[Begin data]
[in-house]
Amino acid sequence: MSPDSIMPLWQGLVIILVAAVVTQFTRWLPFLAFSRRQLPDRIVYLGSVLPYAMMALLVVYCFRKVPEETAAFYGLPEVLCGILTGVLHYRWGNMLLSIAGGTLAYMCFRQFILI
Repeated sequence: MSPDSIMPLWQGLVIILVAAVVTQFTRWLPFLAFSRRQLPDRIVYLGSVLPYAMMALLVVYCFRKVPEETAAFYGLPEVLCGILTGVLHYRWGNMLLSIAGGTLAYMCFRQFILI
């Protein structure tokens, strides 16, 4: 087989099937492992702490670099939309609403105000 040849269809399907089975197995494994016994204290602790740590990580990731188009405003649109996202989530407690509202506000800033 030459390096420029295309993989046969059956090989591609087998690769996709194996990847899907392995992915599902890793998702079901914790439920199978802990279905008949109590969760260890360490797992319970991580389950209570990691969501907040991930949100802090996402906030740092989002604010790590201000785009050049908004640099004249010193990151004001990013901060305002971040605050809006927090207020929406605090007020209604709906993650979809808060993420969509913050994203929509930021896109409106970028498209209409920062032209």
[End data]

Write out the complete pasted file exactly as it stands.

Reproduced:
[in-house]
Amino acid sequence: MSPDSIMPLWQGLVIILVAAVVTQFTRWLPFLAFSRRQLPDRIVYLGSVLPYAMMALLVVYCFRKVPEETAAFYGLPEVLCGILTGVLHYRWGNMLLSIAGGTLAYMCFRQFILI
Repeated sequence: MSPDSIMPLWQGLVIILVAAVVTQFTRWLPFLAFSRRQLPDRIVYLGSVLPYAMMALLVVYCFRKVPEETAAFYGLPEVLCGILTGVLHYRWGNMLLSIAGGTLAYMCFRQFILI
């Protein structure tokens, strides 16, 4: 087989099937492992702490670099939309609403105000 040849269809399907089975197995494994016994204290602790740590990580990731188009405003649109996202989530407690509202506000800033 030459390096420029295309993989046969059956090989591609087998690769996709194996990847899907392995992915599902890793998702079901914790439920199978802990279905008949109590969760260890360490797992319970991580389950209570990691969501907040991930949100802090996402906030740092989002604010790590201000785009050049908004640099004249010193990151004001990013901060305002971040605050809006927090207020929406605090007020209604709906993650979809808060993420969509913050994203929509930021896109409106970028498209209409920062032209």